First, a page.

ST. LOUIS – One of two dozen major trauma centers named to be a part of the Department of Defense-funded Major Extremity Trauma Research Consortium (METRC), Saint Louis University will work to improve treatment for wounded service members and civilians. The partnership aims to conduct research to improve the care of major orthopaedic injuries sustained on the battlefield.
|Lisa Cannada, M.D.|
The consortium recently received a grant of $38.6 million, building on an initial allotment of $18.4 million to improve the care of service members.
Lisa Cannada, M.D., associate professor of orthopaedic surgery at Saint Louis University, says the studies conducted by consortium members will shed new light on the effectiveness of current treatment methods. “The results of the research that comes out of the consortium will change the way we treat orthopaedic trauma cases,” said Cannada.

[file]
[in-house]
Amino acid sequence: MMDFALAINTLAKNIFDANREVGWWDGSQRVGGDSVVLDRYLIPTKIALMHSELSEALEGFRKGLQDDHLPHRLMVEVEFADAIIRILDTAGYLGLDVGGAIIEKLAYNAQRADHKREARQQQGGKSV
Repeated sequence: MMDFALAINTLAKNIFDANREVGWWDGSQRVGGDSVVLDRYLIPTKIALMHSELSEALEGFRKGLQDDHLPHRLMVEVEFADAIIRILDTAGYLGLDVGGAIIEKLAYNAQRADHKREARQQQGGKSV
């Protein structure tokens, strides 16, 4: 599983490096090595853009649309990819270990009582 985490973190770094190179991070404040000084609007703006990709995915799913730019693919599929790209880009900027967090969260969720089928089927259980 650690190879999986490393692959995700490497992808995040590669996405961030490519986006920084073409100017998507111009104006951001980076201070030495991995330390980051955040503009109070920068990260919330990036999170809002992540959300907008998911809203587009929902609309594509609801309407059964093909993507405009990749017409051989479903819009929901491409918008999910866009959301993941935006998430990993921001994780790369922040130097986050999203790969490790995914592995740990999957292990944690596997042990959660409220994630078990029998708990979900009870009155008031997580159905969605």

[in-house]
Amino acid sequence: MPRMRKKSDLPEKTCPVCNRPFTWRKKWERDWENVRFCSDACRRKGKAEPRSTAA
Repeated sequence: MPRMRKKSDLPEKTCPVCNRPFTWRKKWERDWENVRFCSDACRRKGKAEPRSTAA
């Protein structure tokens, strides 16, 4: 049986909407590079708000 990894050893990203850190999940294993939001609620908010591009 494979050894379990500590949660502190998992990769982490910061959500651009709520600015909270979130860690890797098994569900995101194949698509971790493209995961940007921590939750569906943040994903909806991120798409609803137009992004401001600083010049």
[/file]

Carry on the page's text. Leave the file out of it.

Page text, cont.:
“We’ll be able to better understand what works and what doesn’t in treating both service members and civilians.”
SLU is one of a network of core civilian trauma centers that will work together with major military medical centers. The consortium aims to improve evidence-based treatment guidelines for orthopaedic injuries, improving the clinical, functional and quality of life outcomes for both service members and civilians who suffer orthopaedic injuries.
Cannada, who is principle investigator for the consortium at SLU, is leading a study examining bone grafts.
Established in 1836, Saint Louis University School of Medicine has the distinction of awarding the first medical degree west of the Mississippi River. The school educates physicians and biomedical scientists, conducts medical research, and provides health care on a local, national and international level. Research at the school seeks new cures and treatments in five key areas: cancer, liver disease, heart/lung disease, aging and brain disease, and infectious disease.